It was sort of a combination of the Voice of America and the WPA. To aid the war effort, many Hollywood screenwriters and assorted behind-the-camera creatives joined the Office of War Information to produce propaganda short subjects for audiences in non-aligned nations and the newly liberated Europe. Widely screened at the time, these films have been largely unseen since the early 1950s. Peter Miller surveys the films and celebrates the filmmakers who collaborated on them in Projections of America (trailer here), which screens during the 2016 New York Jewish Film Festival.
Robert Riskin helped establish the term “Capra-esque” with his screenplays for Meet John Doe and Mr. Deeds Goes to Town, but he was not interested in joining his former colleague on the Why We Fight project. Instead, he envisioned a warmer, softer series of films, much in the vein of the Frank Sinatra short, The House I Live In. Of course, the more popular selections were the less political releases, like the anti-Fascist Arturo Toscanini conducting Verdi and The Autobiography of a Jeep, following the exploits of one such trusty vehicle.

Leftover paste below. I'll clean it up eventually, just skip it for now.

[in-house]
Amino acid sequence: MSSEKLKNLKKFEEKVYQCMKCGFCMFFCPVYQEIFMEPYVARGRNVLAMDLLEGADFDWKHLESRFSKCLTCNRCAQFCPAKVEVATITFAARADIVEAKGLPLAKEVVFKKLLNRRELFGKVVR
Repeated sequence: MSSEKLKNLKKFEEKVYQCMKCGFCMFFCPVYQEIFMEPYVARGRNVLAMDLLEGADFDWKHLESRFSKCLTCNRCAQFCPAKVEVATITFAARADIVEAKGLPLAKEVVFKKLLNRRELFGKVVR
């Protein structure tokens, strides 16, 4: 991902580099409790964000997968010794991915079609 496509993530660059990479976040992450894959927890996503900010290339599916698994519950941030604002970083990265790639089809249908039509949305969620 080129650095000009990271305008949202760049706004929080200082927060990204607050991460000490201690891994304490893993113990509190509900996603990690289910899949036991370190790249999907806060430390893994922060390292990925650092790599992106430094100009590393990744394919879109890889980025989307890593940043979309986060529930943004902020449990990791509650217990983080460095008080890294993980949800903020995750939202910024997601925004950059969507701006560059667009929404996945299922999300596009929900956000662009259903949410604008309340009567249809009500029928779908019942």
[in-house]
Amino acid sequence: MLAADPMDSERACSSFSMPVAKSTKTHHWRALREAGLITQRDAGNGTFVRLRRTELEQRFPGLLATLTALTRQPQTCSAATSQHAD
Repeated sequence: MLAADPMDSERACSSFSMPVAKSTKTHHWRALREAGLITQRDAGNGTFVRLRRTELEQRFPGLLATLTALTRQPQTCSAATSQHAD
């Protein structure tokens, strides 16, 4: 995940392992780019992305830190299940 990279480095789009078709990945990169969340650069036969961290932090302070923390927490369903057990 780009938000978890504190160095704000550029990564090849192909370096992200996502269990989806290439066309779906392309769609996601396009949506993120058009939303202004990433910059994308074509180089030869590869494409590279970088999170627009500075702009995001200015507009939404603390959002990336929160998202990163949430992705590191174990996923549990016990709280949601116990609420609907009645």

There is a real lesson to be learned from Riskin’s work regarding the importance of “soft power” in any geopolitical struggle. For instance, Willis Conover’s Jazz USA program on the VOA won over many hearts and minds during the Cold War, simply by playing a style of music that was fundamentally based on the exercise of free expression. Unfortunately, this lesson has been lost on our current policy makers.
Rather problematically, Miller and some of his interview subjects play political favorites to the film’s detriment. First they wax rhapsodic about the extent of the left wing politics War Information filmmakers were able to slip into their productions and then demonize congressional Republicans for raising hay and cutting the budget. In fact, there are some rather awkward moments in retrospect, such as the performance of “The Internationale” in the Toscanini film.